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In-situ combustion front monitoring and tracking using InSAR

In-situ combustion front monitoring and tracking using InSAR

In-situ combustion is the oldest thermal recovery technique and is in use for nearly a century. It has enabled many economically successful resource extraction projects. In-situ combustion is commonly regarded as a high-risk process because of many failures during the early field tests. Our latest publication in cooperation with the world-renowned Stanford University shows the potential of interferometric synthetic aperture radar (InSAR) to locate the combustion front during the field application of the in-situ combustion (ISC) enhanced oil recovery process.

Mohammad Bazargan, Physical Science Research Assistant at Stanford University, has published an article in The Leading Edge, in association with Stanford Professor of Energy Resources Engineering Anthony Kovscek, and SkyGeo CEO Pieter Bas Leezenberg, detailing this use case.
The time derivative of surface displacement (surface velocity) suggests the advancement of the combustion front, consistent with reservoir engineering analyses in the literature is exhibited in the InSAR data. This insight is very promising for the industry to lower risks in ISC cases as the combustion front may now be predicted.
Monitoring using InSAR benefits from the existence of a thin high-temperature combustion front to accurately determine the front position. Analytical and numerical examples of a homogeneous, isotropic and horizontal reservoirs show that regardless of the depth of the reservoir, the combustion front is positioned at the local maximum of the rate of surface displacement. These results are consistent with analytical solutions for distribution of point stress in the earth.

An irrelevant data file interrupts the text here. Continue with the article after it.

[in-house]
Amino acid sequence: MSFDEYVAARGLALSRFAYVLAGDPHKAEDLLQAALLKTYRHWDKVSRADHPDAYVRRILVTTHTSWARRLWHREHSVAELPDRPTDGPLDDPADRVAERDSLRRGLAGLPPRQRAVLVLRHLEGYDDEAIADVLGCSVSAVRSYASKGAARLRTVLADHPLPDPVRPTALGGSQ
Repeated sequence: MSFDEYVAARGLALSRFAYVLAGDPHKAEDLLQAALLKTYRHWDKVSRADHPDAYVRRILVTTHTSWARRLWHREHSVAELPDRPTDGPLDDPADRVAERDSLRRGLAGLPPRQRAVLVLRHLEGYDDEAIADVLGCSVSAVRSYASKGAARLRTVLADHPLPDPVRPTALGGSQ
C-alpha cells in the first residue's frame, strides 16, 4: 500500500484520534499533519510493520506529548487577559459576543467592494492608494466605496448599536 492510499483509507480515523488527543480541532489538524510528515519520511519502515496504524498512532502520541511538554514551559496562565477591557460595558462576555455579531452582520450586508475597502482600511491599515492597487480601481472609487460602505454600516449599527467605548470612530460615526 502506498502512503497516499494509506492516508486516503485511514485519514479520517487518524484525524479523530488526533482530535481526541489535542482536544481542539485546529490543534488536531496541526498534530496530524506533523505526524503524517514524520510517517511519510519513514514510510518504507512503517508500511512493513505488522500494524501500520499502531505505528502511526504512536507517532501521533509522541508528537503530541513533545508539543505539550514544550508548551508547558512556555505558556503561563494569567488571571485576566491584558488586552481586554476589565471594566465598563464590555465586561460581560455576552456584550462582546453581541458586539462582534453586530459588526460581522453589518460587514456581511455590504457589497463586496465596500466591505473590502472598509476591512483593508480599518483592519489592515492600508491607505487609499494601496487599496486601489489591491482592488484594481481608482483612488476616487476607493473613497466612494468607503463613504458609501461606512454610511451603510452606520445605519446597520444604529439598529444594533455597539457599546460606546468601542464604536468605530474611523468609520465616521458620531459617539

ISC InSAR field Case Suplacu de Barcau

Business cases are always key in support of new insights. The research was applied to a field case of Suplacu de Barcau, Romania, that has a long history of ISC. For the Suplacu Field, surface displacement rate data were generated using InSAR from 2003 to 2010 and 2014 to 2017. Thermo-mechanical effects were so strong that we saw the dynamic footprint on the surface with very high precision . The predicted positions of the combustion front did match the available historical data for Suplacu in 2006 and 2010. Also, the position of the combustion front in 2017 was well predicted using the most recent InSAR data. This information offers incisive data that supports reservoir and production engineering design decisions.

Full report available

The full text of the report is available to The Leading Edge members. We encourage SkyGeo customers beneficiary to our research and analysis contributions to request their copy via your regular contacts. If your company is interested in knowing more about breakthrough InSAR technology insights, and would like to monitor your ISC site, contact our consultancy team with your requirements and questions.